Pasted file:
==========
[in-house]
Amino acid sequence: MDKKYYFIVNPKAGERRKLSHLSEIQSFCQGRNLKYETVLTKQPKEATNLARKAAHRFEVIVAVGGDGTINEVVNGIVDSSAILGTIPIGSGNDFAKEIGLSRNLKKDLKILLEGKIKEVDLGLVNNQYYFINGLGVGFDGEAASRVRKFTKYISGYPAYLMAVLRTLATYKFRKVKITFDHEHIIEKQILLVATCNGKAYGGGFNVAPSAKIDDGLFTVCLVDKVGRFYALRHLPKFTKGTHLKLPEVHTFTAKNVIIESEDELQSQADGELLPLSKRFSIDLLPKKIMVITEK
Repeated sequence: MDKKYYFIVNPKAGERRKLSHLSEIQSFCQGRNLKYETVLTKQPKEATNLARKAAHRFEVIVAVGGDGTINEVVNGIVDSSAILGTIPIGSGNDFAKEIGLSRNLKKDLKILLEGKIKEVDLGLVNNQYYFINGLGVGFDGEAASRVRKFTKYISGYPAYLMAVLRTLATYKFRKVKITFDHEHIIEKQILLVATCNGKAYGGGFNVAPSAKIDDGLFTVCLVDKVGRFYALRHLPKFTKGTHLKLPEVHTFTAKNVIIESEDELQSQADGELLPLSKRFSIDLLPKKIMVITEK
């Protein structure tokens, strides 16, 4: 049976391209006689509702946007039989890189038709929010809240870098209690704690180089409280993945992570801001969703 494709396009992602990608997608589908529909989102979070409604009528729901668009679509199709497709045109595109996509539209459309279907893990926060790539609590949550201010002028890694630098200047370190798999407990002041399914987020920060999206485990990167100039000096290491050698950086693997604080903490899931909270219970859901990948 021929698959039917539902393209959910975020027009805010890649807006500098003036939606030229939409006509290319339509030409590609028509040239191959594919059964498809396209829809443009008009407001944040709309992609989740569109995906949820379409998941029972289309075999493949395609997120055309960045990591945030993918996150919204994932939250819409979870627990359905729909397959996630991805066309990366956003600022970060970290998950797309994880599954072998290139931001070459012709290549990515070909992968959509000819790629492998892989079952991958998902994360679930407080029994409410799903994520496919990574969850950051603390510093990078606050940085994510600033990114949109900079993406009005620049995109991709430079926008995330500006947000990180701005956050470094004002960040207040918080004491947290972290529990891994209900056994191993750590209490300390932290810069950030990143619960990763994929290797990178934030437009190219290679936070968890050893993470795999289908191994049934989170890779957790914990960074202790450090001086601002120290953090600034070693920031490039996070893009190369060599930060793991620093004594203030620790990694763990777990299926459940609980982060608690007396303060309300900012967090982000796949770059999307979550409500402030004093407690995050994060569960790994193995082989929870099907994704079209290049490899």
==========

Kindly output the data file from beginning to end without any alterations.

[in-house]
Amino acid sequence: MDKKYYFIVNPKAGERRKLSHLSEIQSFCQGRNLKYETVLTKQPKEATNLARKAAHRFEVIVAVGGDGTINEVVNGIVDSSAILGTIPIGSGNDFAKEIGLSRNLKKDLKILLEGKIKEVDLGLVNNQYYFINGLGVGFDGEAASRVRKFTKYISGYPAYLMAVLRTLATYKFRKVKITFDHEHIIEKQILLVATCNGKAYGGGFNVAPSAKIDDGLFTVCLVDKVGRFYALRHLPKFTKGTHLKLPEVHTFTAKNVIIESEDELQSQADGELLPLSKRFSIDLLPKKIMVITEK
Repeated sequence: MDKKYYFIVNPKAGERRKLSHLSEIQSFCQGRNLKYETVLTKQPKEATNLARKAAHRFEVIVAVGGDGTINEVVNGIVDSSAILGTIPIGSGNDFAKEIGLSRNLKKDLKILLEGKIKEVDLGLVNNQYYFINGLGVGFDGEAASRVRKFTKYISGYPAYLMAVLRTLATYKFRKVKITFDHEHIIEKQILLVATCNGKAYGGGFNVAPSAKIDDGLFTVCLVDKVGRFYALRHLPKFTKGTHLKLPEVHTFTAKNVIIESEDELQSQADGELLPLSKRFSIDLLPKKIMVITEK
């Protein structure tokens, strides 16, 4: 049976391209006689509702946007039989890189038709929010809240870098209690704690180089409280993945992570801001969703 494709396009992602990608997608589908529909989102979070409604009528729901668009679509199709497709045109595109996509539209459309279907893990926060790539609590949550201010002028890694630098200047370190798999407990002041399914987020920060999206485990990167100039000096290491050698950086693997604080903490899931909270219970859901990948 021929698959039917539902393209959910975020027009805010890649807006500098003036939606030229939409006509290319339509030409590609028509040239191959594919059964498809396209829809443009008009407001944040709309992609989740569109995906949820379409998941029972289309075999493949395609997120055309960045990591945030993918996150919204994932939250819409979870627990359905729909397959996630991805066309990366956003600022970060970290998950797309994880599954072998290139931001070459012709290549990515070909992968959509000819790629492998892989079952991958998902994360679930407080029994409410799903994520496919990574969850950051603390510093990078606050940085994510600033990114949109900079993406009005620049995109991709430079926008995330500006947000990180701005956050470094004002960040207040918080004491947290972290529990891994209900056994191993750590209490300390932290810069950030990143619960990763994929290797990178934030437009190219290679936070968890050893993470795999289908191994049934989170890779957790914990960074202790450090001086601002120290953090600034070693920031490039996070893009190369060599930060793991620093004594203030620790990694763990777990299926459940609980982060608690007396303060309300900012967090982000796949770059999307979550409500402030004093407690995050994060569960790994193995082989929870099907994704079209290049490899």